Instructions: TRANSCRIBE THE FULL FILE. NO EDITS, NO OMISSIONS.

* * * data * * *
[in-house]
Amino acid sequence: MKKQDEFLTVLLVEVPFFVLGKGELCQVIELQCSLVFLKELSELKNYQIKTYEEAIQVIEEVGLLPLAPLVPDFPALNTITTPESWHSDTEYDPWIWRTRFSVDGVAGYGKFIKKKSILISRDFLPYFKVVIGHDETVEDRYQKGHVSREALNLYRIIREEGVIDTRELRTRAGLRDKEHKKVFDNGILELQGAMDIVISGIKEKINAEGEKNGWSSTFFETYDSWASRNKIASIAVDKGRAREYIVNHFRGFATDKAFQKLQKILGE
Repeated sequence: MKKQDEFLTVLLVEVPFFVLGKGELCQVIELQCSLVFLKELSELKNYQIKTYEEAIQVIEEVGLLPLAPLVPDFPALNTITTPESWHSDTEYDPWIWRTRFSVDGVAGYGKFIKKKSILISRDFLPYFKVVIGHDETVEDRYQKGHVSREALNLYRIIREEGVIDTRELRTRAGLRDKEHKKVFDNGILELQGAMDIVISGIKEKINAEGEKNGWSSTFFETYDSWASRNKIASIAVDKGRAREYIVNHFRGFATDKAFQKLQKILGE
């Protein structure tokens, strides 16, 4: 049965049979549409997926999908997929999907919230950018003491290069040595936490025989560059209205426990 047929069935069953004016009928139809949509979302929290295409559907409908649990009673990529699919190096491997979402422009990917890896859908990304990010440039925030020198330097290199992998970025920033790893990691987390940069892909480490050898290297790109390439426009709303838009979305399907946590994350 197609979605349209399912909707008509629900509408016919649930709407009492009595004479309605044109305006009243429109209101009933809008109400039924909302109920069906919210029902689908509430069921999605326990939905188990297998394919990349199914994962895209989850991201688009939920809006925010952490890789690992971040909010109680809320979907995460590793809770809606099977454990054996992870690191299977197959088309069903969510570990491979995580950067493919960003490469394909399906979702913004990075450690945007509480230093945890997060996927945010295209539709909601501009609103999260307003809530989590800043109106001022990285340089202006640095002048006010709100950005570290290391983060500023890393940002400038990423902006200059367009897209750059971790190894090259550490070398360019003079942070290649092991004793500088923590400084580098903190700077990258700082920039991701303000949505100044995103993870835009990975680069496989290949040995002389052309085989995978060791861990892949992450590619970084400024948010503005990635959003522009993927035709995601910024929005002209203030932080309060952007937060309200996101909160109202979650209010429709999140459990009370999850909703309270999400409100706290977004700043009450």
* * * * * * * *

[in-house]
Amino acid sequence: MKKQDEFLTVLLVEVPFFVLGKGELCQVIELQCSLVFLKELSELKNYQIKTYEEAIQVIEEVGLLPLAPLVPDFPALNTITTPESWHSDTEYDPWIWRTRFSVDGVAGYGKFIKKKSILISRDFLPYFKVVIGHDETVEDRYQKGHVSREALNLYRIIREEGVIDTRELRTRAGLRDKEHKKVFDNGILELQGAMDIVISGIKEKINAEGEKNGWSSTFFETYDSWASRNKIASIAVDKGRAREYIVNHFRGFATDKAFQKLQKILGE
Repeated sequence: MKKQDEFLTVLLVEVPFFVLGKGELCQVIELQCSLVFLKELSELKNYQIKTYEEAIQVIEEVGLLPLAPLVPDFPALNTITTPESWHSDTEYDPWIWRTRFSVDGVAGYGKFIKKKSILISRDFLPYFKVVIGHDETVEDRYQKGHVSREALNLYRIIREEGVIDTRELRTRAGLRDKEHKKVFDNGILELQGAMDIVISGIKEKINAEGEKNGWSSTFFETYDSWASRNKIASIAVDKGRAREYIVNHFRGFATDKAFQKLQKILGE
């Protein structure tokens, strides 16, 4: 049965049979549409997926999908997929999907919230950018003491290069040595936490025989560059209205426990 047929069935069953004016009928139809949509979302929290295409559907409908649990009673990529699919190096491997979402422009990917890896859908990304990010440039925030020198330097290199992998970025920033790893990691987390940069892909480490050898290297790109390439426009709303838009979305399907946590994350 197609979605349209399912909707008509629900509408016919649930709407009492009595004479309605044109305006009243429109209101009933809008109400039924909302109920069906919210029902689908509430069921999605326990939905188990297998394919990349199914994962895209989850991201688009939920809006925010952490890789690992971040909010109680809320979907995460590793809770809606099977454990054996992870690191299977197959088309069903969510570990491979995580950067493919960003490469394909399906979702913004990075450690945007509480230093945890997060996927945010295209539709909601501009609103999260307003809530989590800043109106001022990285340089202006640095002048006010709100950005570290290391983060500023890393940002400038990423902006200059367009897209750059971790190894090259550490070398360019003079942070290649092991004793500088923590400084580098903190700077990258700082920039991701303000949505100044995103993870835009990975680069496989290949040995002389052309085989995978060791861990892949992450590619970084400024948010503005990635959003522009993927035709995601910024929005002209203030932080309060952007937060309200996101909160109202979650209010429709999140459990009370999850909703309270999400409100706290977004700043009450």